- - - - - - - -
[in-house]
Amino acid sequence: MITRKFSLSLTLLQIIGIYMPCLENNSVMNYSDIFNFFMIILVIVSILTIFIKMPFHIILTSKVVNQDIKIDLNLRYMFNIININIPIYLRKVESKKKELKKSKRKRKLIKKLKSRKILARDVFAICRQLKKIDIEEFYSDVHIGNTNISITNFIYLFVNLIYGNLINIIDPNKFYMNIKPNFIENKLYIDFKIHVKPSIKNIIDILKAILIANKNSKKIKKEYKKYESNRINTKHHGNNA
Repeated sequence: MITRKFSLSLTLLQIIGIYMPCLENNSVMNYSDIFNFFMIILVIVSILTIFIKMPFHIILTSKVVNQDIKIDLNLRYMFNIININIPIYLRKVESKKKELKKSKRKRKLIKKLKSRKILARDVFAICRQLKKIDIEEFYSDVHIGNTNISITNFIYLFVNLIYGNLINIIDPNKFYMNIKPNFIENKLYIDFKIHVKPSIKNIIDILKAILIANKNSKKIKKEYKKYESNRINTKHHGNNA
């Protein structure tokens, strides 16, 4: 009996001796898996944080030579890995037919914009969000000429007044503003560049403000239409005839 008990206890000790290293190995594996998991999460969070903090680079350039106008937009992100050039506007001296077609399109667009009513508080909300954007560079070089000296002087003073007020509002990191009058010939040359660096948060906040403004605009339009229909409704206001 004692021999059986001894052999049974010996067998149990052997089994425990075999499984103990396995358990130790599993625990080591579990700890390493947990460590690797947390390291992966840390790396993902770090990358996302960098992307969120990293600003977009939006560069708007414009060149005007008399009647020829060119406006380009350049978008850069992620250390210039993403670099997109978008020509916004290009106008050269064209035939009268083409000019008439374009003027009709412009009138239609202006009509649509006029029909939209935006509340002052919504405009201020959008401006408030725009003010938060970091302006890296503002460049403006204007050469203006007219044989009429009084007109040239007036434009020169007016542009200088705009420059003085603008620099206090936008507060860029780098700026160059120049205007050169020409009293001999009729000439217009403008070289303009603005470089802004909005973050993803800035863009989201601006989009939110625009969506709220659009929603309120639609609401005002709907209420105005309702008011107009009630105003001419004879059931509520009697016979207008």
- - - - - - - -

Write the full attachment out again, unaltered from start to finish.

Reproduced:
[in-house]
Amino acid sequence: MITRKFSLSLTLLQIIGIYMPCLENNSVMNYSDIFNFFMIILVIVSILTIFIKMPFHIILTSKVVNQDIKIDLNLRYMFNIININIPIYLRKVESKKKELKKSKRKRKLIKKLKSRKILARDVFAICRQLKKIDIEEFYSDVHIGNTNISITNFIYLFVNLIYGNLINIIDPNKFYMNIKPNFIENKLYIDFKIHVKPSIKNIIDILKAILIANKNSKKIKKEYKKYESNRINTKHHGNNA
Repeated sequence: MITRKFSLSLTLLQIIGIYMPCLENNSVMNYSDIFNFFMIILVIVSILTIFIKMPFHIILTSKVVNQDIKIDLNLRYMFNIININIPIYLRKVESKKKELKKSKRKRKLIKKLKSRKILARDVFAICRQLKKIDIEEFYSDVHIGNTNISITNFIYLFVNLIYGNLINIIDPNKFYMNIKPNFIENKLYIDFKIHVKPSIKNIIDILKAILIANKNSKKIKKEYKKYESNRINTKHHGNNA
């Protein structure tokens, strides 16, 4: 009996001796898996944080030579890995037919914009969000000429007044503003560049403000239409005839 008990206890000790290293190995594996998991999460969070903090680079350039106008937009992100050039506007001296077609399109667009009513508080909300954007560079070089000296002087003073007020509002990191009058010939040359660096948060906040403004605009339009229909409704206001 004692021999059986001894052999049974010996067998149990052997089994425990075999499984103990396995358990130790599993625990080591579990700890390493947990460590690797947390390291992966840390790396993902770090990358996302960098992307969120990293600003977009939006560069708007414009060149005007008399009647020829060119406006380009350049978008850069992620250390210039993403670099997109978008020509916004290009106008050269064209035939009268083409000019008439374009003027009709412009009138239609202006009509649509006029029909939209935006509340002052919504405009201020959008401006408030725009003010938060970091302006890296503002460049403006204007050469203006007219044989009429009084007109040239007036434009020169007016542009200088705009420059003085603008620099206090936008507060860029780098700026160059120049205007050169020409009293001999009729000439217009403008070289303009603005470089802004909005973050993803800035863009989201601006989009939110625009969506709220659009929603309120639609609401005002709907209420105005309702008011107009009630105003001419004879059931509520009697016979207008």